Expert, lifelong care for a rare and dangerous heart defect
Expert Heart & Vascular Care
Getting the care you need starts with seeing one of our heart or vascular specialists.
Normally, two main arteries carry blood away from the heart. But babies born with truncus arteriosus only have one main artery leading away from the heart instead of two. People with this condition often also have a ventricular septal defect, a hole in the wall separating the heart’s right and left ventricles.
Truncus arteriosus requires lifesaving surgery shortly after birth and regular follow-up heart care for the rest of your life. Our Adult Congenital Heart Center is one of the few programs in the country to specialize in the needs of adults born with these complex conditions.
Having truncus arteriosus as a child can increase your risk for developing several heart conditions throughout your life, such as:
You’ll need checkups on a regular basis to make sure no other heart conditions have developed.
Cardiac catheterization is a minimally invasive way to diagnose and treat a variety of heart and vascular conditions by guiding thin, flexible tubes called catheters through blood vessels to problem areas.
Chest X-rays use a small dose of radiation to create pictures of the structures inside the chest, including the lungs, heart and chest wall.
The cardiac computed tomography scan, or cardiac CT, uses X-rays to create three-dimensional images of your heart and blood vessels.
An echocardiogram uses high-frequency sound waves to create images of your heart.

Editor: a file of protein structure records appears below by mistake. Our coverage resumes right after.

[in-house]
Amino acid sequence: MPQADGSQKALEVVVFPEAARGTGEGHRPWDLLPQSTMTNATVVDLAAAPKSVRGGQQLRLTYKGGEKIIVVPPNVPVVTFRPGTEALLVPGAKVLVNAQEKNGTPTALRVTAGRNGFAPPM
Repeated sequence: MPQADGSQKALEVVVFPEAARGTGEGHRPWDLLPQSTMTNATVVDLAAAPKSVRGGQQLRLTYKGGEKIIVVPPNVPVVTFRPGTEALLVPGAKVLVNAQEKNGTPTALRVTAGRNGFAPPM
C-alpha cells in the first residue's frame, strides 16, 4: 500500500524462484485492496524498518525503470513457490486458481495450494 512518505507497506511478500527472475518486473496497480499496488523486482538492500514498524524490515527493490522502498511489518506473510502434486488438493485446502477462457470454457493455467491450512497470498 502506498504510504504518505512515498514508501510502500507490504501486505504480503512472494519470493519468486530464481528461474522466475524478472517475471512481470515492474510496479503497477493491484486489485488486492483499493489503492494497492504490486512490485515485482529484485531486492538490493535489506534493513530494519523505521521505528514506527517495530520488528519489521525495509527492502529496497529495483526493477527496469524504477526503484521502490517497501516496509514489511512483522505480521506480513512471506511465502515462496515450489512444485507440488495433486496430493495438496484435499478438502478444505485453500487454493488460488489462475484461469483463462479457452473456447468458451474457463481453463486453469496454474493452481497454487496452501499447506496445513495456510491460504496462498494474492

An electrocardiogram, also known as an ECG, measures the heart’s electrical activity.
Magnetic resonance imaging, better known as cardiac MRI, is a combination of radio waves, magnets and computer technology to create images of your heart and blood vessels.
Stress tests are used to assess how your heart works during physical activity. There are several types of stress tests, including treadmill or bike stress tests, nuclear stress tests, stress echocardiograms and chemically induced stress tests.
You may need to limit your physical activity or avoid some high-intensity sports if you were treated for truncus arteriosus as a baby. You’ll also need to take antibiotics before any dental procedures or surgeries to avoid endocarditis, an infection of the heart’s lining.
If you develop another heart condition, your doctor will recommend a treatment plan that’s specific to your needs. Your plan may include lifestyle modifications, medication or more advanced treatments.
Heart surgery is an option to treat many heart conditions. You may need heart surgery either as a lifesaving procedure or when other treatments haven’t worked.
Structural heart and valve disease treatments address defects or abnormalities with the heart’s muscle or valves with or without surgery.